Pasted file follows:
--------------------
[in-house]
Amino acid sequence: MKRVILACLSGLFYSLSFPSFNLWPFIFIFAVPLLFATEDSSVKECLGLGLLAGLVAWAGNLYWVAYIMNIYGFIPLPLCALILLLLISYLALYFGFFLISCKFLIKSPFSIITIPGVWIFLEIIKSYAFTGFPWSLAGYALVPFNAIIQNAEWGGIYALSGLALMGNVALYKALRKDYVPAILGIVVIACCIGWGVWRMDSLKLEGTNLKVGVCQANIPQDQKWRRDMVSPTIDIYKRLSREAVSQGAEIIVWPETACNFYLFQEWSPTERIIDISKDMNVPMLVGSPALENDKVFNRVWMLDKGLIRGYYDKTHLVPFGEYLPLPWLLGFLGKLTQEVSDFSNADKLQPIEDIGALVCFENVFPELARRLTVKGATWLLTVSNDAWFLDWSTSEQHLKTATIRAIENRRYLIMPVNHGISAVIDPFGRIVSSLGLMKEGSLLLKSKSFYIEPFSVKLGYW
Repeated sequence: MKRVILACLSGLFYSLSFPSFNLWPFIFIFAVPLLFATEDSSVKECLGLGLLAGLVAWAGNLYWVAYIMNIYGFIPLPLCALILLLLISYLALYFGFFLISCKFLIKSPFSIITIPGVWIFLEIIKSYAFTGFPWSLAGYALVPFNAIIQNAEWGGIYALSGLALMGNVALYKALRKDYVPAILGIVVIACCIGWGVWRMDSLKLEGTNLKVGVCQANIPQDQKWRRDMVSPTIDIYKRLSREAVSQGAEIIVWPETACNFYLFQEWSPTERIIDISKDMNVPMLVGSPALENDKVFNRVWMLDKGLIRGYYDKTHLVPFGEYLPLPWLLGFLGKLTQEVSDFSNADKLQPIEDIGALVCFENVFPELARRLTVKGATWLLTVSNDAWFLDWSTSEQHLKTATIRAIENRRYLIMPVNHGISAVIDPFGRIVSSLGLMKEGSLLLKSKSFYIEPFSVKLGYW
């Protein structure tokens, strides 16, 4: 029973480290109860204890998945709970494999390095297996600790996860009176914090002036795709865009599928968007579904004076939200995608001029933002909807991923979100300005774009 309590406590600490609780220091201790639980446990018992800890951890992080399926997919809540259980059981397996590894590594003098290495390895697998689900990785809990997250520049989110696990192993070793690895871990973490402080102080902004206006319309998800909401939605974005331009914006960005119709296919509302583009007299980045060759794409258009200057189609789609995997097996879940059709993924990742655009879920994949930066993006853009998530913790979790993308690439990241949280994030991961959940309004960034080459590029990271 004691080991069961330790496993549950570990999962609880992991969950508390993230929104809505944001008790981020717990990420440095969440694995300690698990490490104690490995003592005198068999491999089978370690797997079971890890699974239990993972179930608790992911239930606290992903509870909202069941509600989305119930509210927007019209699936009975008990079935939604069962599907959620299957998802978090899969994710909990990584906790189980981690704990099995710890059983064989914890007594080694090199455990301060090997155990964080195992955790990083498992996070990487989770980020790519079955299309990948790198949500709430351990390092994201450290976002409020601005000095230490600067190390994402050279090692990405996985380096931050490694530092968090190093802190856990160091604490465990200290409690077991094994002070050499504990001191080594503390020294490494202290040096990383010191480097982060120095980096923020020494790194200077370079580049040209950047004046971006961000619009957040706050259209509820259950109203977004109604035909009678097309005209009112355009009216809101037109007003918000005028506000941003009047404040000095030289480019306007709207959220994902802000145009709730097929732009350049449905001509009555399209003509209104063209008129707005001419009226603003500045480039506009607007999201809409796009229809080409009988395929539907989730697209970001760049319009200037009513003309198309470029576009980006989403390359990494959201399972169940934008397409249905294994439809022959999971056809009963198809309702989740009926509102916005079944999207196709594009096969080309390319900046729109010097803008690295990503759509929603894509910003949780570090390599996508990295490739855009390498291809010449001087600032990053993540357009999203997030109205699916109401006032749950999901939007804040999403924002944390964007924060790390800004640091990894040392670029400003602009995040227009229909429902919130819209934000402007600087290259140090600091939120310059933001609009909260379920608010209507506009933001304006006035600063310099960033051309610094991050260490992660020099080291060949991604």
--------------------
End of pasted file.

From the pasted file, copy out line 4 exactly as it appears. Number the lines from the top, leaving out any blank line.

């Protein structure tokens, strides 16, 4: 029973480290109860204890998945709970494999390095297996600790996860009176914090002036795709865009599928968007579904004076939200995608001029933002909807991923979100300005774009 309590406590600490609780220091201790639980446990018992800890951890992080399926997919809540259980059981397996590894590594003098290495390895697998689900990785809990997250520049989110696990192993070793690895871990973490402080102080902004206006319309998800909401939605974005331009914006960005119709296919509302583009007299980045060759794409258009200057189609789609995997097996879940059709993924990742655009879920994949930066993006853009998530913790979790993308690439990241949280994030991961959940309004960034080459590029990271 004691080991069961330790496993549950570990999962609880992991969950508390993230929104809505944001008790981020717990990420440095969440694995300690698990490490104690490995003592005198068999491999089978370690797997079971890890699974239990993972179930608790992911239930606290992903509870909202069941509600989305119930509210927007019209699936009975008990079935939604069962599907959620299957998802978090899969994710909990990584906790189980981690704990099995710890059983064989914890007594080694090199455990301060090997155990964080195992955790990083498992996070990487989770980020790519079955299309990948790198949500709430351990390092994201450290976002409020601005000095230490600067190390994402050279090692990405996985380096931050490694530092968090190093802190856990160091604490465990200290409690077991094994002070050499504990001191080594503390020294490494202290040096990383010191480097982060120095980096923020020494790194200077370079580049040209950047004046971006961000619009957040706050259209509820259950109203977004109604035909009678097309005209009112355009009216809101037109007003918000005028506000941003009047404040000095030289480019306007709207959220994902802000145009709730097929732009350049449905001509009555399209003509209104063209008129707005001419009226603003500045480039506009607007999201809409796009229809080409009988395929539907989730697209970001760049319009200037009513003309198309470029576009980006989403390359990494959201399972169940934008397409249905294994439809022959999971056809009963198809309702989740009926509102916005079944999207196709594009096969080309390319900046729109010097803008690295990503759509929603894509910003949780570090390599996508990295490739855009390498291809010449001087600032990053993540357009999203997030109205699916109401006032749950999901939007804040999403924002944390964007924060790390800004640091990894040392670029400003602009995040227009229909429902919130819209934000402007600087290259140090600091939120310059933001609009909260379920608010209507506009933001304006006035600063310099960033051309610094991050260490992660020099080291060949991604």